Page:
An international team of scientists, reporting their findings on Thursday in the journal Nature, looked at millions of ship-based measurements taken since 1950, but particularly from 1960, and revealed an error in data from a common probe called an XBT.
Correcting the error in data running over decades as well as applying a complex statistical analysis to sea temperature data, the team came up with a global estimate of ocean warming in the top layers down to 700 metres (2,300 feet) as well as how fast oceans are rising.
"We show that the rate of ocean warming from 1961 to 2003 is about 50 percent larger than previously reported," said team member Catia Domingues, from the Centre for Australian Weather and Climate Research.
Fellow report author John Church said he had long been suspicious about the historical data because it did not match results from computer models of the world's climate and oceans.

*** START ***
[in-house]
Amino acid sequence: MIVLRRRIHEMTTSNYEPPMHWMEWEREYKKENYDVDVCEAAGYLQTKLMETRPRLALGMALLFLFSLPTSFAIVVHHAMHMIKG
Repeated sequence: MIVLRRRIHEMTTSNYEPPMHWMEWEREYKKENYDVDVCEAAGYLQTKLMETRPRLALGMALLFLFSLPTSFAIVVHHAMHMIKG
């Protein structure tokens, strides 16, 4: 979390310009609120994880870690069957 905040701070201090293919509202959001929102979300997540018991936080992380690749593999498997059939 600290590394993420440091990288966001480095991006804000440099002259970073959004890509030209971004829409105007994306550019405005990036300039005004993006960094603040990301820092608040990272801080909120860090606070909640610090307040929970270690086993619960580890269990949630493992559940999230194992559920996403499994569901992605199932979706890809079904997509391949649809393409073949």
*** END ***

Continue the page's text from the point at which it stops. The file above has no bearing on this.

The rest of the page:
"We've realigned the observations and as a result the models agree with the observations much better than previously," said Church, a senior research scientist with the climate centre.
"And so by comparing many XBT observations with research ship observations in a statistical way, you can estimate what the errors associated with the XBTs are."
This was crucial because the oceans store more than 90 percent of the heat in the planet's climate system and can act as a buffer against the effects of climate change, Domingues said.
Water also expands the warmer it becomes, pushing up sea levels, in addition from run-off from melting glaciers and ice sheets in Greenland and parts of Antarctica.
Church said the global average surface warming between 1961 to 2003 was about about 0.4 degrees Celsius according to his team's estimates and that seas rose on average 1.6 millimetres a year during this period.
But Church said that since 1993, sea levels had been rising more than 3 mm a year as the world consumes ever greater amounts of fossil fuels.
XBTs were widely used by commercial vessels but have since been largely replaced by satellites and permanent probes in the ocean. The disposable XBTs were thrown over the side with a wire attached to measure temperatures as it sank.